Learning isn’t a contact sport

Here in the UK, we increasingly worry about contact with our students, about the simple question of how much time do we spend with them in class or supervision.

The driver of this has been the introduction by the government of Key Information Sets (KIS) which provides basic metrics for each and every programme offering in England and Wales: here’s a typical one for a programme that I’ve randomly picked out of nowhere.

As you’ll see, it has a worthy aim at heart: to provide benchmarks for what a student can expect, in terms of costs, teaching delivery and career prospects. Equally obviously, I am going to question the utility of this data.

Firstly, it assumes that aggregated performance of previous cohorts holds some resemblance to the individual performance of future students. Spending, as I do, a lot of time with individual students and their specific learning requirements, I am dubious about the proposition, especially when I consider how the demographics of our current intake looks very different to the students we recruited three or four years ago (who data you now see).

Secondly, it mixes programme-, School- and University-level data, in ways that are not immediately apparent and which again do not give an applicant a meaningful understanding of what things are like. That’s why we invite all our applicants for a day on campus, so that they can make up their own minds.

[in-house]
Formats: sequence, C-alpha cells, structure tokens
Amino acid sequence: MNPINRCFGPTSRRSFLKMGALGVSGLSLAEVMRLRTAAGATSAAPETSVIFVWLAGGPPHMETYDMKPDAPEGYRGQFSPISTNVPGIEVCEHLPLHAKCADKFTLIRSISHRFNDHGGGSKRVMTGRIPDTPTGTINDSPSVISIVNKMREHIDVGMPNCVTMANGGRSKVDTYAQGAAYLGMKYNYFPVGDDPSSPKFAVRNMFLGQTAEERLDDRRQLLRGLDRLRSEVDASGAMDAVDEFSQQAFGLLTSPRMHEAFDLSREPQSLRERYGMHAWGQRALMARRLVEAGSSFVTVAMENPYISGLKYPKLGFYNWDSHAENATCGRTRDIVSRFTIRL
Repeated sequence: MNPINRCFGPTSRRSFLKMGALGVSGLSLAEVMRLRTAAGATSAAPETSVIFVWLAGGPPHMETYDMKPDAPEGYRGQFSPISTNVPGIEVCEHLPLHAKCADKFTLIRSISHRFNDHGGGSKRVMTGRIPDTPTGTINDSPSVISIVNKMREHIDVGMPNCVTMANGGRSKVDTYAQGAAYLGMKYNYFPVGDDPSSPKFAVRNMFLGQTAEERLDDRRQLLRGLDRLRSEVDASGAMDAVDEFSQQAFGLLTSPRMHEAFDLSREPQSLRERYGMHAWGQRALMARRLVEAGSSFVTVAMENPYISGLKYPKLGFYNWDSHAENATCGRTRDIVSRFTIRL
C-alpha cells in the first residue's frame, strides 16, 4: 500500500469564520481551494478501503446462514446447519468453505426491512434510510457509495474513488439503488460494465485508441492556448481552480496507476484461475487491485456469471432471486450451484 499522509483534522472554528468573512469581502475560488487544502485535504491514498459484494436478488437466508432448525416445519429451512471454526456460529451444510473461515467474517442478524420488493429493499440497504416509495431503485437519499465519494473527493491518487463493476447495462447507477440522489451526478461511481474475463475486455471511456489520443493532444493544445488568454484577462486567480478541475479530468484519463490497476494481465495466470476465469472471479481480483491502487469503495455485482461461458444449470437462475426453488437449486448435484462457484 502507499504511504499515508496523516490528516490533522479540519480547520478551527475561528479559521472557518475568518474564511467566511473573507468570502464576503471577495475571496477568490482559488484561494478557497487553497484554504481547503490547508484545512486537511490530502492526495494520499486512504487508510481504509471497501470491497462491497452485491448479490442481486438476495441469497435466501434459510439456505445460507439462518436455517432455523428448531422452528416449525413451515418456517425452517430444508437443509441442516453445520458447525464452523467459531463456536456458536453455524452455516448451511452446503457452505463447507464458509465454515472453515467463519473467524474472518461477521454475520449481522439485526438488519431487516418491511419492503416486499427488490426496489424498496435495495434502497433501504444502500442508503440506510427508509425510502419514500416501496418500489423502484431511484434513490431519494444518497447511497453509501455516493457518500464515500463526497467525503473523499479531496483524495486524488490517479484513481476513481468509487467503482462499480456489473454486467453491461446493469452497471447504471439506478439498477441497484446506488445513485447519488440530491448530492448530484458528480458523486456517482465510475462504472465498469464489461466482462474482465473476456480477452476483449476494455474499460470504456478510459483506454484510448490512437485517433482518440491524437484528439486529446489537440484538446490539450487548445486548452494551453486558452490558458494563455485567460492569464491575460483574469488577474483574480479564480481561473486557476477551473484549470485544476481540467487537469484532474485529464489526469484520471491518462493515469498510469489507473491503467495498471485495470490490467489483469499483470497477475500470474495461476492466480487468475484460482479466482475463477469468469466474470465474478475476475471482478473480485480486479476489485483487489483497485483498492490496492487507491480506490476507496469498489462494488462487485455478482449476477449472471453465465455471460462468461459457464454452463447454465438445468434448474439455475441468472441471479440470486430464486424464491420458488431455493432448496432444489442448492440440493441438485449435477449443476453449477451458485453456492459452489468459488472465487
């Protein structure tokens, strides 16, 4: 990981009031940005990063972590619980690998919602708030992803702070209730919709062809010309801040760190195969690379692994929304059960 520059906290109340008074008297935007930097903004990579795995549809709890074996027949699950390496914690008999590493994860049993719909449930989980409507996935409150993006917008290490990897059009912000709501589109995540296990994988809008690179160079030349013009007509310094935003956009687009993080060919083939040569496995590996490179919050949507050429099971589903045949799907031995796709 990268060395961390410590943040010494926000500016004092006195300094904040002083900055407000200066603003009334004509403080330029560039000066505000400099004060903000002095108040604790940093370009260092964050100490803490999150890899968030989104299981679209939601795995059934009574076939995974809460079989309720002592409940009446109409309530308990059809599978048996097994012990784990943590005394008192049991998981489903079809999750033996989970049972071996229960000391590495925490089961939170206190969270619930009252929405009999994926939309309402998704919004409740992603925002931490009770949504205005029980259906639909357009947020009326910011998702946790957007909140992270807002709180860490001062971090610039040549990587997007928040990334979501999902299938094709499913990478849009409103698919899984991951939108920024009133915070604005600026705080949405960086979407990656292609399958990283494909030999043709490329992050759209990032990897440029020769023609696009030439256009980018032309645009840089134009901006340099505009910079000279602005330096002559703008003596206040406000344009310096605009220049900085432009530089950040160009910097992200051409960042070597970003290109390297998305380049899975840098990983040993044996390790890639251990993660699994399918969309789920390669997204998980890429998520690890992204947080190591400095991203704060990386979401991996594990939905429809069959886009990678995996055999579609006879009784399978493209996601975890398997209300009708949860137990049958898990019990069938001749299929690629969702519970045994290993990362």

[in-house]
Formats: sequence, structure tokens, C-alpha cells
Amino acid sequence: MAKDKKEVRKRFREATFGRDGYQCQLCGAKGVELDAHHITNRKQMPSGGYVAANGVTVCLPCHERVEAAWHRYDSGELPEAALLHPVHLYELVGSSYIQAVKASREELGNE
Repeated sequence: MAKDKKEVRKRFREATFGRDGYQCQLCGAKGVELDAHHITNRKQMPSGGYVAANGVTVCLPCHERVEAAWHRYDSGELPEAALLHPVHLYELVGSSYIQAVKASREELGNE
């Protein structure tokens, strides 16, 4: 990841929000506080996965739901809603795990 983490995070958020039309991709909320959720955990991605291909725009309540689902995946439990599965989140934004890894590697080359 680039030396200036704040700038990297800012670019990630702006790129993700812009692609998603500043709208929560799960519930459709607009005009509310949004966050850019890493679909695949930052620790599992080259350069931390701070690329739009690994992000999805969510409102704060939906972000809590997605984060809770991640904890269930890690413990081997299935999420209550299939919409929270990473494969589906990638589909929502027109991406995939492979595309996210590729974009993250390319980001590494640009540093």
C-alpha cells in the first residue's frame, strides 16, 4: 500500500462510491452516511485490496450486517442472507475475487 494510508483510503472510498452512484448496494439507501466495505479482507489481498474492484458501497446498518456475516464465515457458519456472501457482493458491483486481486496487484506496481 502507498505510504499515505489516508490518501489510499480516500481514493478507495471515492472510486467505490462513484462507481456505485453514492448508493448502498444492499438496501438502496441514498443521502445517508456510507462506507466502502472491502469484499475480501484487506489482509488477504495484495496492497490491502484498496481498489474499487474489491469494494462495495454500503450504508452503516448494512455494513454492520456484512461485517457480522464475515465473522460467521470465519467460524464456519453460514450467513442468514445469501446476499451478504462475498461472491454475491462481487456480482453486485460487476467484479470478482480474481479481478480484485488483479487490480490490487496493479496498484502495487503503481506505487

But it is the third issue that I would like to develop.  One of the metrics is the percentage of ‘time spent in lectures, seminars or similar’, as compared to independent study.  The discourse around this (across the HE sector, I should point out) is that more contact time is A Good Thing.

Certainly, for subjects where lab work is an essential element, it’s easy to see the logic behind this. But for social sciences, much of what we are doing is developing students’ abilities to be self-reflective and critical thinkers, who are able to articulate their own views. In part, this requires opportunities to do that articulation (be it through discussion, or coursework), but it also requires time for students to pursue self-study, in order to begin to know their own mind.

If we want to build students’ self-reliance, then surely we also want to be giving them space to self-organise. This might seem a forlorn hope at times, but over-structuring of time can be counter-productive to initiative.

Ultimately, there is an irony that while observers and league tables might value more contact time, students actually on the programme often don’t treat it as such: despite offering a time-efficient way to get into issues and debate, there are always students who see it either as a distraction or as an irrelevance. Perhaps if we can understand that better, then we might be able to make the most of however much contact time we have.

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